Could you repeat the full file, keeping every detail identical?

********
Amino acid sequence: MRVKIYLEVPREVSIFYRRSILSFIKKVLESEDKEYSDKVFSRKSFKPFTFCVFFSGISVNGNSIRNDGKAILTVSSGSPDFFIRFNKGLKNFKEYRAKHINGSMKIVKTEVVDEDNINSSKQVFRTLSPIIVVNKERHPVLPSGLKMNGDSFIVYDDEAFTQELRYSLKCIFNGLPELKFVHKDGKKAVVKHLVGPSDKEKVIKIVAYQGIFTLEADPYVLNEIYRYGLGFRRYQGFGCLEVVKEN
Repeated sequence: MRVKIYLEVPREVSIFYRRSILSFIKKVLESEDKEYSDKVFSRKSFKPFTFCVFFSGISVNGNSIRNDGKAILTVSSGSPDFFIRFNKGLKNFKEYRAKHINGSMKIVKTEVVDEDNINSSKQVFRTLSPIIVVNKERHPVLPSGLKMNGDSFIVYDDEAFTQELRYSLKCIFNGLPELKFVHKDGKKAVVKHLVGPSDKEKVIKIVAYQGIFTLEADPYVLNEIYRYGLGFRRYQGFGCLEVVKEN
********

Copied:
Amino acid sequence: MRVKIYLEVPREVSIFYRRSILSFIKKVLESEDKEYSDKVFSRKSFKPFTFCVFFSGISVNGNSIRNDGKAILTVSSGSPDFFIRFNKGLKNFKEYRAKHINGSMKIVKTEVVDEDNINSSKQVFRTLSPIIVVNKERHPVLPSGLKMNGDSFIVYDDEAFTQELRYSLKCIFNGLPELKFVHKDGKKAVVKHLVGPSDKEKVIKIVAYQGIFTLEADPYVLNEIYRYGLGFRRYQGFGCLEVVKEN
Repeated sequence: MRVKIYLEVPREVSIFYRRSILSFIKKVLESEDKEYSDKVFSRKSFKPFTFCVFFSGISVNGNSIRNDGKAILTVSSGSPDFFIRFNKGLKNFKEYRAKHINGSMKIVKTEVVDEDNINSSKQVFRTLSPIIVVNKERHPVLPSGLKMNGDSFIVYDDEAFTQELRYSLKCIFNGLPELKFVHKDGKKAVVKHLVGPSDKEKVIKIVAYQGIFTLEADPYVLNEIYRYGLGFRRYQGFGCLEVVKEN